Beta blockers have been the dirty little secret of classical musicians since the 1970s. Originally prescribed to treat high blood pressure, they became the "steroids of the symphony" when it became clear Inderal controlled stage fright. As long ago as 1987, a study of the 51 largest orchestras in the United States found one in four musicians using them to improve their live performances, with 70 percent of those getting their pills illicitly.

What's new is the range, scope, quantity and quality of substances, old and new, aimed at boosting our brains -- as well as the increase in what's in the pipeline. Current psychopharmaceuticals represent only the beginning of cognitive enhancers aimed at improving attention, reasoning, planning and even social skills.

The memory compounds being raced to market by four U.S. companies are initially aimed at the severely impaired, such as early-stage Alzheimer's patients. But researchers expect the market for memory drugs to rapidly extend into the aging population we think of as normal, such as the more than 70 million baby boomers who are tired of forgetting what they meant to buy at the shopping mall and then realizing they've forgotten where they parked their cars, too. Or students who think such drugs could gain them hundreds of points on their SATs.

In research now underway, one such substance, ampakines, boosts the activity of glutamate, a key neurotransmitter that makes it easier to learn and encode memory. How useful they might be in a French or law exam.

But there are side effects with every drug. Strattera -- the ADHD medicine that is not a stimulant and may be taken for weeks before it shows an effect -- comes with a warning that it can result in fatal liver failure. The FDA warns it also may increase thoughts of suicide in young people. For a while last year, Canada pulled a form of Adderall from its markets as a result of sudden unexplained deaths in children with cardiac abnormalities. Provigil can decrease the effectiveness of birth control. All of these drugs come with a raft of side-effect warnings.

Nonetheless, pharmaceutical companies are racing to bring to market new drugs aimed at fundamentally altering our attitudes toward having a healthy brain. The idea is less to treat a specific disease than it is to, in the words of the old Army recruiting commercial, "Be all that you can be."

Of Mice and Men

Is this what smart has come to in the early 21st century? Is Ken Jennings, the "Jeopardy" phenom, our model of smart? Do SATs and grade-point averages measure all of what it means to be intelligent? If so, these drugs have a potent future. But definitions of intelligence may change -- already, some colleges have stopped requiring SAT scores from applicants.

Howard Gardner of Harvard is the godfather of the idea that smart is more than what IQ tests test. In his seminal 1983 book, "Frames of Mind: The Theory of Multiple Intelligences," and later works, he laid out a then-novel model of cognition that included many other kinds of sagacity.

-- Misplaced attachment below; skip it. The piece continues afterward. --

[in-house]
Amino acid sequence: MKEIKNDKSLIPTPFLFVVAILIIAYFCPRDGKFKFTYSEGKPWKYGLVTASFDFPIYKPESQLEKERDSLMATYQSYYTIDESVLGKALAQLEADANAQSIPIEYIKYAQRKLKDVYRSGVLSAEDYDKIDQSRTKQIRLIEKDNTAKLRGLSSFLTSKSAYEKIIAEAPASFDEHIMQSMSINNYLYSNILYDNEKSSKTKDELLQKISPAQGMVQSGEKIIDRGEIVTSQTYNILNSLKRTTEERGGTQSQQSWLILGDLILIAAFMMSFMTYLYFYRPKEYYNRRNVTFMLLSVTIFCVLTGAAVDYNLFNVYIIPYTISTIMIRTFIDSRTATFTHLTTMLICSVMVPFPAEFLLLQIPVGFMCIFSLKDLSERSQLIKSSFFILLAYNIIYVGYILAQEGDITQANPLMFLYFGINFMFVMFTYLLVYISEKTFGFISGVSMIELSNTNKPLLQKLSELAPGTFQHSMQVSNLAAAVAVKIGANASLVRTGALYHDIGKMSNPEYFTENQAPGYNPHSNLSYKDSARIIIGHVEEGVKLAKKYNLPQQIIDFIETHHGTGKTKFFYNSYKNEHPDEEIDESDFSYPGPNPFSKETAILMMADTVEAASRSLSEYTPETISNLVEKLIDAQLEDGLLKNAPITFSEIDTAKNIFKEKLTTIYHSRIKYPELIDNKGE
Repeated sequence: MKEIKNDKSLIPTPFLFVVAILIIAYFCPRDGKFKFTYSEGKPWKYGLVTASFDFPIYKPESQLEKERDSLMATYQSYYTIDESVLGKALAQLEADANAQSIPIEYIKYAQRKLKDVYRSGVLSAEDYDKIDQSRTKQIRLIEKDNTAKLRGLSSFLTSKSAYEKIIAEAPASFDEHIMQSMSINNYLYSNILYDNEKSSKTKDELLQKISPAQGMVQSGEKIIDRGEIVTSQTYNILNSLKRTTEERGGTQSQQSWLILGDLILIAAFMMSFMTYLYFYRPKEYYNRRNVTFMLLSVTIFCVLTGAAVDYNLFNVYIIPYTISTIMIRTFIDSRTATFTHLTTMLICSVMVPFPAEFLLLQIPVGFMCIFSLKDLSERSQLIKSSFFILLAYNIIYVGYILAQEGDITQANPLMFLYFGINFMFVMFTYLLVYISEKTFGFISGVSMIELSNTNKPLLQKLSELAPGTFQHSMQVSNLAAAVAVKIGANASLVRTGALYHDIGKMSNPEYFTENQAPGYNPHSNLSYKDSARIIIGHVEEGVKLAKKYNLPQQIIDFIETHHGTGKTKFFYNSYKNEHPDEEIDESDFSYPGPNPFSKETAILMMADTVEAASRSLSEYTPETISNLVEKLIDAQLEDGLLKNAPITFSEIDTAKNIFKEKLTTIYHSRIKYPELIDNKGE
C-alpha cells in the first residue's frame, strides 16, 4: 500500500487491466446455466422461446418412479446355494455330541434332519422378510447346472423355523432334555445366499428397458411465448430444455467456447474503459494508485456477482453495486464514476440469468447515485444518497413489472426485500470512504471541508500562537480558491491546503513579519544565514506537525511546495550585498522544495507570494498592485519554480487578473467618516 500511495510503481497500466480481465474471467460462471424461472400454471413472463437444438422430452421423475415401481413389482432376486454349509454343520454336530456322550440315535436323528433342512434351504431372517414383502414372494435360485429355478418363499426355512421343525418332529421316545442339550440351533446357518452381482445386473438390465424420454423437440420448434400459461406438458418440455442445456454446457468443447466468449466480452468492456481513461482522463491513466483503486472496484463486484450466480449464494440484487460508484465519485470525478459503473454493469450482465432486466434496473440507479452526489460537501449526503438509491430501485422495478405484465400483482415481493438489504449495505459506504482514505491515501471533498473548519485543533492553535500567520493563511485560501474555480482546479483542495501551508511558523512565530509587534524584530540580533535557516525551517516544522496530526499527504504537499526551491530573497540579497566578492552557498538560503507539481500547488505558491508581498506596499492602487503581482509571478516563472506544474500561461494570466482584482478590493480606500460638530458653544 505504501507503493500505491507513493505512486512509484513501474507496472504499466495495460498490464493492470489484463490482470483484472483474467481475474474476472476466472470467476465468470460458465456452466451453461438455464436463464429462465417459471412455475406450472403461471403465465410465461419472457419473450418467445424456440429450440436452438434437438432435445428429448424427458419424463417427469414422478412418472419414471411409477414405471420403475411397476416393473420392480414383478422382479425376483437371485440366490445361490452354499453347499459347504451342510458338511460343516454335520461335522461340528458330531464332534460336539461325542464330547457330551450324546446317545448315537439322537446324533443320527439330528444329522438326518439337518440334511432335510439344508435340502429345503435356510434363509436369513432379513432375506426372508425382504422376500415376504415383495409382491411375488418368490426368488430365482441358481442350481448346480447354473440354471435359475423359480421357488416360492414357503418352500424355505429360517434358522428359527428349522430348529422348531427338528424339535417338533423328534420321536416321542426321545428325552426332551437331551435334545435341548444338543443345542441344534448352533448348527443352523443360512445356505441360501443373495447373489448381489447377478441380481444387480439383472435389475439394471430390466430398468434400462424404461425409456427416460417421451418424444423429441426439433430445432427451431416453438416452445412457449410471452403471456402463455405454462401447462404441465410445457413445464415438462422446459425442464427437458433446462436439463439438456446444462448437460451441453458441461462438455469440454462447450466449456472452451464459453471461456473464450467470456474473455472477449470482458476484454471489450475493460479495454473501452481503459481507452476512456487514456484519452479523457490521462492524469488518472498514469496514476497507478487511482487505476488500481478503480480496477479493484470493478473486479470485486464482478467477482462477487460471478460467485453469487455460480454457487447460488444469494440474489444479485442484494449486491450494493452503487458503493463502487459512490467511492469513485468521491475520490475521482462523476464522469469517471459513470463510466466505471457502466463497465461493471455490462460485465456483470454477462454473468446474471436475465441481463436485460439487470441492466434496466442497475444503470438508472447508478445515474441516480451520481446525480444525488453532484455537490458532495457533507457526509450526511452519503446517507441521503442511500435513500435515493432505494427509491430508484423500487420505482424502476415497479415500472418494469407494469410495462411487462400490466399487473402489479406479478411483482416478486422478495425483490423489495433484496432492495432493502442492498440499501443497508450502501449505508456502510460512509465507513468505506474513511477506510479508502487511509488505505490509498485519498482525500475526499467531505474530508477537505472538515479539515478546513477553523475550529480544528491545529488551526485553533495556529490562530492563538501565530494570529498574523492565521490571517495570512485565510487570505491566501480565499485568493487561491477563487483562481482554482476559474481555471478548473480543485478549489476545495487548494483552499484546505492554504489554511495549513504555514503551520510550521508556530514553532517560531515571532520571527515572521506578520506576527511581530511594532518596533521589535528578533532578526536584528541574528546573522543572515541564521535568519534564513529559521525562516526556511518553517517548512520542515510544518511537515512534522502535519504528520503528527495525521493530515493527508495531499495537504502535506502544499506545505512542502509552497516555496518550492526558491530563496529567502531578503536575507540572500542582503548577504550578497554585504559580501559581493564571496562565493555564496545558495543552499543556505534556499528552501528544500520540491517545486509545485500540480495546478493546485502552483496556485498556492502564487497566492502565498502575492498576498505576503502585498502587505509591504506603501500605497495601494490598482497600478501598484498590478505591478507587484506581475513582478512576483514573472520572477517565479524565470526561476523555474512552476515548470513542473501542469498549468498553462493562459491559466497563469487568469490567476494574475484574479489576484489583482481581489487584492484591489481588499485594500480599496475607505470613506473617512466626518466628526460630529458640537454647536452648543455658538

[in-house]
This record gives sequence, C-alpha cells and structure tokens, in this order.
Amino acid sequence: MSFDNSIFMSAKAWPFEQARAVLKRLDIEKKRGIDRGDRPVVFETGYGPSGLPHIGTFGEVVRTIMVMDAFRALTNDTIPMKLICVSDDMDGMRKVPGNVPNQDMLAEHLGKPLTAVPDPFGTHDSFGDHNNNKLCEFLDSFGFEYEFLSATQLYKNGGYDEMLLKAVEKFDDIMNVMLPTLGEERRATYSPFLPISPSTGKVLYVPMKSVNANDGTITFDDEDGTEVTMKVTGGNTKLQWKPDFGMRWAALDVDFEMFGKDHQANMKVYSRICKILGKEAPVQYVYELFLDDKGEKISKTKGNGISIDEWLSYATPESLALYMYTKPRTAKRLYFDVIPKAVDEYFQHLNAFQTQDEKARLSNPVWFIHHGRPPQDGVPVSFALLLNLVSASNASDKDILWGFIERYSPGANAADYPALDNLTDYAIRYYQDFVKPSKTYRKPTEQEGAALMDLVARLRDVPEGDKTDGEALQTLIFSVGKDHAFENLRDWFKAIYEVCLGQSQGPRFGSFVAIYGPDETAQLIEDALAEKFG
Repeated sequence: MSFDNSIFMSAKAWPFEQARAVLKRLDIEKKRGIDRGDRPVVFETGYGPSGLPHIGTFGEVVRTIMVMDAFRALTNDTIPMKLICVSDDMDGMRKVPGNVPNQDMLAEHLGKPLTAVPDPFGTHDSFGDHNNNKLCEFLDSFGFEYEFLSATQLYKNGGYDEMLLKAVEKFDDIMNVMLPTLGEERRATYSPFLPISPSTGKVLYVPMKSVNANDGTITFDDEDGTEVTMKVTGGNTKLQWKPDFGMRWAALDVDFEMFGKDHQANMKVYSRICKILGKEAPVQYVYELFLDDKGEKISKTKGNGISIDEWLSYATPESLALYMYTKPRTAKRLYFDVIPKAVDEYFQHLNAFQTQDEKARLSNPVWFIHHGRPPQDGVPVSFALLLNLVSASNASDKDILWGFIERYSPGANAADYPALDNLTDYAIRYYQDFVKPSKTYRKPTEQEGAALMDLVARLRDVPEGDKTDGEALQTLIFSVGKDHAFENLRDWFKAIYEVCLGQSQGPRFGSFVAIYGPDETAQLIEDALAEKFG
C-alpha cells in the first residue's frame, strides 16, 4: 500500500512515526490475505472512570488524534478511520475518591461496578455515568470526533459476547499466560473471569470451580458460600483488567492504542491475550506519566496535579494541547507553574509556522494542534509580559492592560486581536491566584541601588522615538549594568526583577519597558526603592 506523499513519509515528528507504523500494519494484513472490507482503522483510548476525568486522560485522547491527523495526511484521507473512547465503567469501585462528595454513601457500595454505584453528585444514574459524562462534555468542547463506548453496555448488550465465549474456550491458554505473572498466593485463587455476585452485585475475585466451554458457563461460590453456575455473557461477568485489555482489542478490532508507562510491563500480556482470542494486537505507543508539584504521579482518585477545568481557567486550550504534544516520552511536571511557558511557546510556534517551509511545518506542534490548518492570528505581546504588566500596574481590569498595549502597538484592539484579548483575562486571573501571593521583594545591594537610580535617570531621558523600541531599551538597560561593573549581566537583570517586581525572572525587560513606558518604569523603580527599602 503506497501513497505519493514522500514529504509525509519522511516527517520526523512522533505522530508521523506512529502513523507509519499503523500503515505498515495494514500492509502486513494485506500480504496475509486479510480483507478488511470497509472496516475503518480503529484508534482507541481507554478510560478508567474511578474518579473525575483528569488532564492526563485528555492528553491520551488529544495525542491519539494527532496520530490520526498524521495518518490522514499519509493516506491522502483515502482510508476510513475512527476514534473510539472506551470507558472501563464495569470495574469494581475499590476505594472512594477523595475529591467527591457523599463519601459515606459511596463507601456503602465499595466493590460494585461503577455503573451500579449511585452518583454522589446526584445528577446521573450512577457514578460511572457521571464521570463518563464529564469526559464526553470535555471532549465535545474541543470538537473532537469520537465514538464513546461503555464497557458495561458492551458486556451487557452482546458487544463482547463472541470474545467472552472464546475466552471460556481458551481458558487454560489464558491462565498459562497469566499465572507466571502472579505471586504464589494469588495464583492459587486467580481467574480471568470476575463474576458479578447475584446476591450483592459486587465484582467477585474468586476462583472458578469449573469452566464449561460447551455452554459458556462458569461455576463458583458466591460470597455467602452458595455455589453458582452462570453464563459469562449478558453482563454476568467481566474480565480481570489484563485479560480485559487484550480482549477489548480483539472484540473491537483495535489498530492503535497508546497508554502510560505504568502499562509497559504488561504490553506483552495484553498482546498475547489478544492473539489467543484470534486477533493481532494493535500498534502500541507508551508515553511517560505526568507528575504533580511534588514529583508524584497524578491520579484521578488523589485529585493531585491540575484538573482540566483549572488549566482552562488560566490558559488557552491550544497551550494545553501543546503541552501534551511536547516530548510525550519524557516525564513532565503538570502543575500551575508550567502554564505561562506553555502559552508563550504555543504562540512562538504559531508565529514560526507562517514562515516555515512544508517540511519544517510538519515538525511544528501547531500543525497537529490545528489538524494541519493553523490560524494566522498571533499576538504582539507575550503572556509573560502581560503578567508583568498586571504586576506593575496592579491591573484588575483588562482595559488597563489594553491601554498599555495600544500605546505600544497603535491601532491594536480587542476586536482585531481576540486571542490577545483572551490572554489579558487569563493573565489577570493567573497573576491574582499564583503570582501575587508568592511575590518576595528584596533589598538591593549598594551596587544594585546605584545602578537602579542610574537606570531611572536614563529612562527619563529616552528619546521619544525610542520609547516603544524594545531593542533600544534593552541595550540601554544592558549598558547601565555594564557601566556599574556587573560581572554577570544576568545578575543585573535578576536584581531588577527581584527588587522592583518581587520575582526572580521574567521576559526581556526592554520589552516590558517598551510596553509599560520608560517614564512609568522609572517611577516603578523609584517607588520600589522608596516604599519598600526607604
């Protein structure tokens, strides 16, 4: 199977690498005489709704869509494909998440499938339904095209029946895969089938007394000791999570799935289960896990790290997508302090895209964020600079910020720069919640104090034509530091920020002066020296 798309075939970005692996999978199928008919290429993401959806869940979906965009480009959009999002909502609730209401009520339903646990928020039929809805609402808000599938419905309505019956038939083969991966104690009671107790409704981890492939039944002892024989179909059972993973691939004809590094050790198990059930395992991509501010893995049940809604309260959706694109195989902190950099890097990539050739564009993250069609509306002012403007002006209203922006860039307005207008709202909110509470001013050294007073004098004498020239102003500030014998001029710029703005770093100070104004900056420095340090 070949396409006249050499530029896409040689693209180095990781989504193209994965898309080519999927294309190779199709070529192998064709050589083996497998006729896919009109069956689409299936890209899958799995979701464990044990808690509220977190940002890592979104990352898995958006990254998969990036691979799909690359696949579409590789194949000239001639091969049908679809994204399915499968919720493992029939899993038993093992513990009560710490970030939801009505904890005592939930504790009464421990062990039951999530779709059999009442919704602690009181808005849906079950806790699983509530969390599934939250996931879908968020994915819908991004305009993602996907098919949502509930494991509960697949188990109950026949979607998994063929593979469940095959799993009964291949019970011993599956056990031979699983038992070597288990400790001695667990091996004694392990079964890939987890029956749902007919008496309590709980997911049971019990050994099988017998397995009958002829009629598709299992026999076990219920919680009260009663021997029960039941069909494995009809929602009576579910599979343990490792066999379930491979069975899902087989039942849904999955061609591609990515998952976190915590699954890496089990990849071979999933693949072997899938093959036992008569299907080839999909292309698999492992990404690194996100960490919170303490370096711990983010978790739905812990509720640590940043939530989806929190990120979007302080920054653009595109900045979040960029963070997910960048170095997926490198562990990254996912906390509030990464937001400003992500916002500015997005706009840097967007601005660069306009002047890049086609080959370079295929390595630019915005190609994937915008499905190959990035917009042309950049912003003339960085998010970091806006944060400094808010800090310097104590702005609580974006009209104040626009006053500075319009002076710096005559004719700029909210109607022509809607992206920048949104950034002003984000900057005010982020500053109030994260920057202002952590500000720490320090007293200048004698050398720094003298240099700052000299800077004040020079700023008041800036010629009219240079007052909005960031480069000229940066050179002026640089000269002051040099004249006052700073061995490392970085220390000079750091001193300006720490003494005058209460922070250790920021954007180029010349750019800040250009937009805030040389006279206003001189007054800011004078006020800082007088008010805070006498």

"I feel that what we call 'intelligence' is almost always 'scholastic skill' -- what it takes to do well on a certain kind of short-answer instrument in a certain kind of Western school," he writes in an e-mail. "Other uses of intellect -- musical competence, facility in the use of one's hands, understanding of other people, sensitivity to distinctions in the natural world, alertness to one's own and others' emotional states etc. -- are not included in our definitions of intelligence, though I think that they should be. Unless performances in these other domains were directly tapped, we'd have no idea of whether 'performance enhancing pills' affect these other forms of intelligence as well."

Eric R. Kandel is shocked by the idea that powerful elixirs like the ones he is developing might rapidly trickle down to ambitious college kids. He shared the 2000 Nobel Prize in medicine for his research on the physiological basis of memory storage in neurons. He also founded Memory Pharmaceuticals.

"That's awful! Why should they be taking drugs? They should just study! I think this is absurd. What's so terrible about having a 3.9? The idea that character and functioning and intelligence is to be judged by a small difference on an exam -- that's absurd. This is just like Barry Bonds and steroids. Exactly what you want to discourage. These kids are very sensitive. Their brains are still developing. Who knows what might happen. I went to Harvard. I like Harvard. It ain't worth it."

The mind amplifiers he's working on, he insists, could have major effects on lots of needy people -- those with mental retardation or Down syndrome, or those with memory loss from depression or Alzheimer's or cancer chemotherapy or schizophrenia. "There are lots of populations out there that really, really need help," he says.

Kandel is hugely enthusiastic about taking a memory that has slipped and bringing it back up to reasonable. His compounds are terrific in aging mice, he says.

But ambitious college kids?

Why take the risk?

In normal mice, he says, his stuff improves memory -- only by 20 percent to 50 percent.

© 2006 The Washington Post Company